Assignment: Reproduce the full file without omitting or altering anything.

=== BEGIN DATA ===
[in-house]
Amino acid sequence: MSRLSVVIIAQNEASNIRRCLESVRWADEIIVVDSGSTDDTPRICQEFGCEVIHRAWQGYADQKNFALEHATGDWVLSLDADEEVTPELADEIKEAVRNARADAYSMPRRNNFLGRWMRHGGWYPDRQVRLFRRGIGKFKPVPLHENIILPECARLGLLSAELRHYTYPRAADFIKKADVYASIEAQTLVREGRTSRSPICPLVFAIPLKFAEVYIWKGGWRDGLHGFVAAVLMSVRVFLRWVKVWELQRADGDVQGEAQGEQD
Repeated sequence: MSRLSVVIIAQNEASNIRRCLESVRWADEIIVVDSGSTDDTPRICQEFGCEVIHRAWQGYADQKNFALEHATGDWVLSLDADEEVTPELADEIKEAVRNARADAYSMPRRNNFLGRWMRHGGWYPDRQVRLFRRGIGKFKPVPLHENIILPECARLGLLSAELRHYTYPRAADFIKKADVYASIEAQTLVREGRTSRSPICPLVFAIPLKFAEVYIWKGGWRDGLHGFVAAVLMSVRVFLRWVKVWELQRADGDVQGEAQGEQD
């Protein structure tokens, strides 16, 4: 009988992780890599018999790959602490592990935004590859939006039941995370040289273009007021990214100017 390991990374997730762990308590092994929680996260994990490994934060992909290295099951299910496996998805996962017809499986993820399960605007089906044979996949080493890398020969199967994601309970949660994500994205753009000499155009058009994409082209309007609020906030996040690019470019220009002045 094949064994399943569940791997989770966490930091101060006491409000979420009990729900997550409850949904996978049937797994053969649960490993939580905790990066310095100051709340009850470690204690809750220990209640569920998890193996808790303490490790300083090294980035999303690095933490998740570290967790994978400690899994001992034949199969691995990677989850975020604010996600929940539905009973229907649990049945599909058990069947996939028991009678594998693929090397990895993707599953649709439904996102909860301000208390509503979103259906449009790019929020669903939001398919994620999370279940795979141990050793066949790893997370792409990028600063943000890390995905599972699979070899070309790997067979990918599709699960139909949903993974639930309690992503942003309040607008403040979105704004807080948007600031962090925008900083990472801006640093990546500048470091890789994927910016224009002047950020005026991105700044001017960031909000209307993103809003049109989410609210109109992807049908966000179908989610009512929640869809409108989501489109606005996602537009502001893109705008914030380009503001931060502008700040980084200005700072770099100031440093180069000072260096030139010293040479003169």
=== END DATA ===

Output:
[in-house]
Amino acid sequence: MSRLSVVIIAQNEASNIRRCLESVRWADEIIVVDSGSTDDTPRICQEFGCEVIHRAWQGYADQKNFALEHATGDWVLSLDADEEVTPELADEIKEAVRNARADAYSMPRRNNFLGRWMRHGGWYPDRQVRLFRRGIGKFKPVPLHENIILPECARLGLLSAELRHYTYPRAADFIKKADVYASIEAQTLVREGRTSRSPICPLVFAIPLKFAEVYIWKGGWRDGLHGFVAAVLMSVRVFLRWVKVWELQRADGDVQGEAQGEQD
Repeated sequence: MSRLSVVIIAQNEASNIRRCLESVRWADEIIVVDSGSTDDTPRICQEFGCEVIHRAWQGYADQKNFALEHATGDWVLSLDADEEVTPELADEIKEAVRNARADAYSMPRRNNFLGRWMRHGGWYPDRQVRLFRRGIGKFKPVPLHENIILPECARLGLLSAELRHYTYPRAADFIKKADVYASIEAQTLVREGRTSRSPICPLVFAIPLKFAEVYIWKGGWRDGLHGFVAAVLMSVRVFLRWVKVWELQRADGDVQGEAQGEQD
């Protein structure tokens, strides 16, 4: 009988992780890599018999790959602490592990935004590859939006039941995370040289273009007021990214100017 390991990374997730762990308590092994929680996260994990490994934060992909290295099951299910496996998805996962017809499986993820399960605007089906044979996949080493890398020969199967994601309970949660994500994205753009000499155009058009994409082209309007609020906030996040690019470019220009002045 094949064994399943569940791997989770966490930091101060006491409000979420009990729900997550409850949904996978049937797994053969649960490993939580905790990066310095100051709340009850470690204690809750220990209640569920998890193996808790303490490790300083090294980035999303690095933490998740570290967790994978400690899994001992034949199969691995990677989850975020604010996600929940539905009973229907649990049945599909058990069947996939028991009678594998693929090397990895993707599953649709439904996102909860301000208390509503979103259906449009790019929020669903939001398919994620999370279940795979141990050793066949790893997370792409990028600063943000890390995905599972699979070899070309790997067979990918599709699960139909949903993974639930309690992503942003309040607008403040979105704004807080948007600031962090925008900083990472801006640093990546500048470091890789994927910016224009002047950020005026991105700044001017960031909000209307993103809003049109989410609210109109992807049908966000179908989610009512929640869809409108989501489109606005996602537009502001893109705008914030380009503001931060502008700040980084200005700072770099100031440093180069000072260096030139010293040479003169």